The oldest luxury department store in America, Lord & Taylor, LLC, announced that it will be shedding 202 employees at a distribution center as part of its Pennsylvania layoffs, targeting workers in Luzerne County. The Lord & Taylor layoffs in 2018 follow as the company—like many other retail stores—continues to try and adapt to the new realities of the industry, where e-commerce has come to dominate.
The Lord & Taylor WARN notice revealed that the layoffs will take place in three stages: March 13, March 30, and April 27. As a subsidiary of Hudson’s Bay Co (TSE:HBC), Lord & Taylor is part of the oldest retail business group in North America.
“This will be a permanent layoff,” Jessica Arnold, director and senior counsel for labor and employment from Hudson’s Bay Co, wrote in a letter to the Pennsylvania Department of Labor and Industry.
While the cuts will be permanent, that does not mean that all 202 employees will be left without a job. Some positions will be opened at a facility in Pottsville. How many jobs will transfer over has yet to be disclosed and at least some of the 202 will be cut without any other positions opening up for them within Hudson’s Bay Co.
The Lord & Taylor layoffs mark the second large round of cuts made in the state. Technicolor Home Entertainment Services, Inc. in Olyphant announced that 160 job cuts would take place in March, adding to the list of Pennsylvania layoffs.
Job cuts have been widespread across the region in 2018 so far, with hundreds being left without a job before the Lord & Taylor layoffs in 2018 were announced.
Meanwhile, Hudson’s Bay stock has been relatively flat, peaking and falling throughout the year with few gains made.
Lord & Taylor Parent Company HBC Reported Losses of $243 Million in 3rd Quarter
The Lord & Taylor layoffs in 2018 are part of a broader cost-cutting strategy put in place by Hudson’s Bay Co, also known as HBC.
The most recent financial earnings report painted a grim picture for the long-lived company. The most recent HBC quarterly results came in with a $243.0-million loss as many of its subsidiaries failed to grow. Alongside an HBC revenue decline, you have a company looking to make cuts wherever it can to increase profit margins and reduce losses.
The previous year’s third-quarter loss amounted to a decline of $125.0 million.
Besides Lord & Taylor, HBC counts Gilt and German department store group Galeria Kaufhof under its ownership.
“We know we can do better, and our highest priorities include increasing comparable sales, improving margins, and prioritizing our capital investments as we focus on further developing our digital business,” Chief Financial Officer Ed Record said in a statement.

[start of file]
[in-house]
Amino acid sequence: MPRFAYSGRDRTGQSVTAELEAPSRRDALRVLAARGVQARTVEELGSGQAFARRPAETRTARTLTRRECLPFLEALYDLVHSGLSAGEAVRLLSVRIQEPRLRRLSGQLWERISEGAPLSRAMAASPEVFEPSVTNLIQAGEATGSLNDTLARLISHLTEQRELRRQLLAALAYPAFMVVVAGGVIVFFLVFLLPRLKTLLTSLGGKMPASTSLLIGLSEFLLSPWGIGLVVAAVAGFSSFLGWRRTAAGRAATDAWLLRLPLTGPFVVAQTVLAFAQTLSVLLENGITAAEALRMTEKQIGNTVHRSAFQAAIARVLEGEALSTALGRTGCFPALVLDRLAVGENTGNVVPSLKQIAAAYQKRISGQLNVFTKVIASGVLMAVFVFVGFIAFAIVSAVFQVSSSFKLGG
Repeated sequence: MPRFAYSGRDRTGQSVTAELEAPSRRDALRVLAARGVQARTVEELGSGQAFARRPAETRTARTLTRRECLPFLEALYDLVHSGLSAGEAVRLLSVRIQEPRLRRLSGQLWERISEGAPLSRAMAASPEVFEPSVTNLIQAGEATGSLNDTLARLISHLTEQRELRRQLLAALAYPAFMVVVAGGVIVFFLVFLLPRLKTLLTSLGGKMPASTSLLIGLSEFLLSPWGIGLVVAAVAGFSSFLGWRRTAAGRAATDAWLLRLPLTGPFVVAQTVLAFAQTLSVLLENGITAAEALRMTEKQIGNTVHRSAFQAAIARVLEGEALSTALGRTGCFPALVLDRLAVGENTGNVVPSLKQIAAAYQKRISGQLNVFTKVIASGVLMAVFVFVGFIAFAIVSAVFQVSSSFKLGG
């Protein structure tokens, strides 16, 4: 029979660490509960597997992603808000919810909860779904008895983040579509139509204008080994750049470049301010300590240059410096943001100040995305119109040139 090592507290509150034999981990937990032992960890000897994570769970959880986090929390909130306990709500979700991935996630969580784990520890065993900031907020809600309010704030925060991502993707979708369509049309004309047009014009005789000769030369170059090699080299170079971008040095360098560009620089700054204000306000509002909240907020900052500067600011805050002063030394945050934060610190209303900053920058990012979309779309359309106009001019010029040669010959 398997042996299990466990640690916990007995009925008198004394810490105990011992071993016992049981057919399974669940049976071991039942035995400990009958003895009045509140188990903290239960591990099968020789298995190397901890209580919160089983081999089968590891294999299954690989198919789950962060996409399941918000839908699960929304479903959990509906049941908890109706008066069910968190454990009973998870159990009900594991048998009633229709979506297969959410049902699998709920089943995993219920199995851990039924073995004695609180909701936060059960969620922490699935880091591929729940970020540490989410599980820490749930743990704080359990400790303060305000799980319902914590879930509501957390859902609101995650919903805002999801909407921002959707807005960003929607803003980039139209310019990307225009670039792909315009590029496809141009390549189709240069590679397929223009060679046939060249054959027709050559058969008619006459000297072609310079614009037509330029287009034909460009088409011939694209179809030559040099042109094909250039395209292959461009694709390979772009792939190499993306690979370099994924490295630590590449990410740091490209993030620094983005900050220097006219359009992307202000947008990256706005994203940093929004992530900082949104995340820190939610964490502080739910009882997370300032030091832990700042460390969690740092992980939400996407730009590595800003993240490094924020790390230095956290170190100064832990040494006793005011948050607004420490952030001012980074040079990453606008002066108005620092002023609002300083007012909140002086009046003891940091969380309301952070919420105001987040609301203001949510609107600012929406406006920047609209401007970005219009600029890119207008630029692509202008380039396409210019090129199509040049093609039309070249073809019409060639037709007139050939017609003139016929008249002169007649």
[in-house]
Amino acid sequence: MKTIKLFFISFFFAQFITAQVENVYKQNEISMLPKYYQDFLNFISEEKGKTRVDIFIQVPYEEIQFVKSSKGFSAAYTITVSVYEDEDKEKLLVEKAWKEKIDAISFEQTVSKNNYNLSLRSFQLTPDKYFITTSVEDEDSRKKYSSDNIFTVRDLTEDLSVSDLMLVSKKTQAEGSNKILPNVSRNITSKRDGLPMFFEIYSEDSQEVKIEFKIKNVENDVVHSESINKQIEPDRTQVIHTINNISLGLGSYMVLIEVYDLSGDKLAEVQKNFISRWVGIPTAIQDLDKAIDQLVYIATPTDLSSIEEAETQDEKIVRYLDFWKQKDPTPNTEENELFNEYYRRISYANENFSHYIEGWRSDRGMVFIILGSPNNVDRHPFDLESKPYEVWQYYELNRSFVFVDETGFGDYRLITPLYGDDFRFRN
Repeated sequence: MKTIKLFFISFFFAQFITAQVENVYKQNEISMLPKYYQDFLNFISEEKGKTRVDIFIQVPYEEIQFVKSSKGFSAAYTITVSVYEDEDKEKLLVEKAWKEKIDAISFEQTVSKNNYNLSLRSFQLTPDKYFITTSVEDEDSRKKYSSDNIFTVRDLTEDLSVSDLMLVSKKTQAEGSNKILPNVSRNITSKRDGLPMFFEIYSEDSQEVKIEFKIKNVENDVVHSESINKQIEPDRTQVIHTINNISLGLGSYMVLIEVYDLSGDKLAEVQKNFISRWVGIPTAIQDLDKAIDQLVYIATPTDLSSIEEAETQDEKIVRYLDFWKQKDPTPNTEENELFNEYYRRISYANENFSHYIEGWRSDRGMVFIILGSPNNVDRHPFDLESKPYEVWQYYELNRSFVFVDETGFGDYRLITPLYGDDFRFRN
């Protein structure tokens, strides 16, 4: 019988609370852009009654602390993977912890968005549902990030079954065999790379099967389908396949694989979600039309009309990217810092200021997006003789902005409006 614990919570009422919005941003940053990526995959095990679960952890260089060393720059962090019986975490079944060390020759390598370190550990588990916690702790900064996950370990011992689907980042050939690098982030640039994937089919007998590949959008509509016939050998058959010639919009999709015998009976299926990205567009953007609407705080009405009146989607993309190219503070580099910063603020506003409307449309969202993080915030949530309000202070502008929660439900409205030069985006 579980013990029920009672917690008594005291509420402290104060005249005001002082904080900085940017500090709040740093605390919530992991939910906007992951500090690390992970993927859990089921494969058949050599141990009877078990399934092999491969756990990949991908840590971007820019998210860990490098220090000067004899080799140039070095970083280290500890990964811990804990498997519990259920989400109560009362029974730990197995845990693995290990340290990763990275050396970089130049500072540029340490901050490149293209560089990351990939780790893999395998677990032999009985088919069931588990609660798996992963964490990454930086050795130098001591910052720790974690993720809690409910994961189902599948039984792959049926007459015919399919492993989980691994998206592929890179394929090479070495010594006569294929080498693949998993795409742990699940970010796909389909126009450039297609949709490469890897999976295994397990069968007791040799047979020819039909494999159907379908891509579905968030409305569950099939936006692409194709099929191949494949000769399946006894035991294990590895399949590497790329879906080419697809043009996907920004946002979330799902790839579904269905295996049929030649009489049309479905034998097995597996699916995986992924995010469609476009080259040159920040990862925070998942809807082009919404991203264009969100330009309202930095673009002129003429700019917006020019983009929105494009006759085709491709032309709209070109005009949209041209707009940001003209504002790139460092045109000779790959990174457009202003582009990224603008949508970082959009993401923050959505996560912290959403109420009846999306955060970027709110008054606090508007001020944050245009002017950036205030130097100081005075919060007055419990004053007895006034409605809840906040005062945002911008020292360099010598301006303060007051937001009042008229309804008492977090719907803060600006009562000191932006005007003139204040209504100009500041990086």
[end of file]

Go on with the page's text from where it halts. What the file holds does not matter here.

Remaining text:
The cuts that preceded the Lord & Taylor layoffs are partly to blame for the HBC revenue decline. The company has had to contend with a variety of disrupting events, including job cuts and hurricanes in Texas, Florida, and Puerto Rico.
The workforce reduction was said to have impacted its digital business the most.
The company had previously announced in June that it would shed 2,000 jobs across North America. More than 900 people have been cut from the corporate office, and more than a third of the employees who remained were put in new positions, according to Record.
One silver lining that the company pointed out during its conference call following the weak earnings report showed that digital sales improved on Black Friday, once again another example of traditional retail stores pushing toward e-commerce in an attempt to keep up with the changing landscape of the industry.
Lord & Taylor’s Earlier Layoffs in 2017
While the cuts being made in 2018 are substantial, they are hardly unprecedented. Lord & Taylor layoffs in 2017 were similarly deep, with the 141 employees cut in Maryland in November being one of the more significant cuts.
An announcement in late 2017 revealed that more Lord & Taylor layoffs in 2018 would be on the way, with a store in Annapolis, Maryland, shuttering between April 15 and 28 and leaving 141 people without work.
“Through the regular course of business we continually evaluate opportunistic transactions with our real estate assets and, from time to time, may determine it necessary for the overall business to close a store,” Hudson’s Bay said in a statement. “These decisions are never easy, but they are prudent for the company, strategically and financially.”
The Lord & Taylor store closing comes as part of the company’s move to cut costs across the board in an effort to reduces the losses that it has experienced over the past few years.
“January 2018 WARN Notices,” Pennsylvania Department of Labor and Industry, January 2018.
“Lord & Taylor announces layoffs,” The Citizens’ Voice, January 20, 2018.
“Hudson’s Bay plunges after it reports $243 million third-quarter loss, sales down from last year,” The Financial Post, December 6, 2017.